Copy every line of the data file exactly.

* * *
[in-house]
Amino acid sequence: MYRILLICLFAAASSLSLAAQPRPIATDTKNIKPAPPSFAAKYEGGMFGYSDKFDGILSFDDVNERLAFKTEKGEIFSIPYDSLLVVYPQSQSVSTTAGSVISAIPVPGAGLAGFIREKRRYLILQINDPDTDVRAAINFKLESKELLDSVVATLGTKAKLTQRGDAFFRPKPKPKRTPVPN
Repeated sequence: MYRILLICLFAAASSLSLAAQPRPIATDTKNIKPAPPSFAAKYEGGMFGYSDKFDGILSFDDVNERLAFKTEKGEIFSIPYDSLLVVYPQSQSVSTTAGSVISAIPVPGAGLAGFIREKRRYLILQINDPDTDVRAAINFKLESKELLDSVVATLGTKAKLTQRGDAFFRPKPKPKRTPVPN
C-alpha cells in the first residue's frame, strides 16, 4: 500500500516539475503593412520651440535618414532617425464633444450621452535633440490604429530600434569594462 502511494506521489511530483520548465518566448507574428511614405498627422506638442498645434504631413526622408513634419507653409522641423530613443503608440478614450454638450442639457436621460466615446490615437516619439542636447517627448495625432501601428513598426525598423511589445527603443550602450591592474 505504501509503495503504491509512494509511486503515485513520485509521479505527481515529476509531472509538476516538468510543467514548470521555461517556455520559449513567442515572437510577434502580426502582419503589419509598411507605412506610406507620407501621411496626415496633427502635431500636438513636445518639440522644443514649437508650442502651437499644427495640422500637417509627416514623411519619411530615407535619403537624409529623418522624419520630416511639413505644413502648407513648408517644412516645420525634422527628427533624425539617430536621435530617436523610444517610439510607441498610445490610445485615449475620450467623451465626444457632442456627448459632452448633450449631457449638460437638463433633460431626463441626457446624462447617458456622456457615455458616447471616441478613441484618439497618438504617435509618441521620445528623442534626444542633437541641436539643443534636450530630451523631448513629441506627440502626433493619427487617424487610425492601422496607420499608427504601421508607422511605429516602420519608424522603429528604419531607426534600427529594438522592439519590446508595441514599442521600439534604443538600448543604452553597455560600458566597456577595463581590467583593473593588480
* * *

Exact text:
[in-house]
Amino acid sequence: MYRILLICLFAAASSLSLAAQPRPIATDTKNIKPAPPSFAAKYEGGMFGYSDKFDGILSFDDVNERLAFKTEKGEIFSIPYDSLLVVYPQSQSVSTTAGSVISAIPVPGAGLAGFIREKRRYLILQINDPDTDVRAAINFKLESKELLDSVVATLGTKAKLTQRGDAFFRPKPKPKRTPVPN
Repeated sequence: MYRILLICLFAAASSLSLAAQPRPIATDTKNIKPAPPSFAAKYEGGMFGYSDKFDGILSFDDVNERLAFKTEKGEIFSIPYDSLLVVYPQSQSVSTTAGSVISAIPVPGAGLAGFIREKRRYLILQINDPDTDVRAAINFKLESKELLDSVVATLGTKAKLTQRGDAFFRPKPKPKRTPVPN
C-alpha cells in the first residue's frame, strides 16, 4: 500500500516539475503593412520651440535618414532617425464633444450621452535633440490604429530600434569594462 502511494506521489511530483520548465518566448507574428511614405498627422506638442498645434504631413526622408513634419507653409522641423530613443503608440478614450454638450442639457436621460466615446490615437516619439542636447517627448495625432501601428513598426525598423511589445527603443550602450591592474 505504501509503495503504491509512494509511486503515485513520485509521479505527481515529476509531472509538476516538468510543467514548470521555461517556455520559449513567442515572437510577434502580426502582419503589419509598411507605412506610406507620407501621411496626415496633427502635431500636438513636445518639440522644443514649437508650442502651437499644427495640422500637417509627416514623411519619411530615407535619403537624409529623418522624419520630416511639413505644413502648407513648408517644412516645420525634422527628427533624425539617430536621435530617436523610444517610439510607441498610445490610445485615449475620450467623451465626444457632442456627448459632452448633450449631457449638460437638463433633460431626463441626457446624462447617458456622456457615455458616447471616441478613441484618439497618438504617435509618441521620445528623442534626444542633437541641436539643443534636450530630451523631448513629441506627440502626433493619427487617424487610425492601422496607420499608427504601421508607422511605429516602420519608424522603429528604419531607426534600427529594438522592439519590446508595441514599442521600439534604443538600448543604452553597455560600458566597456577595463581590467583593473593588480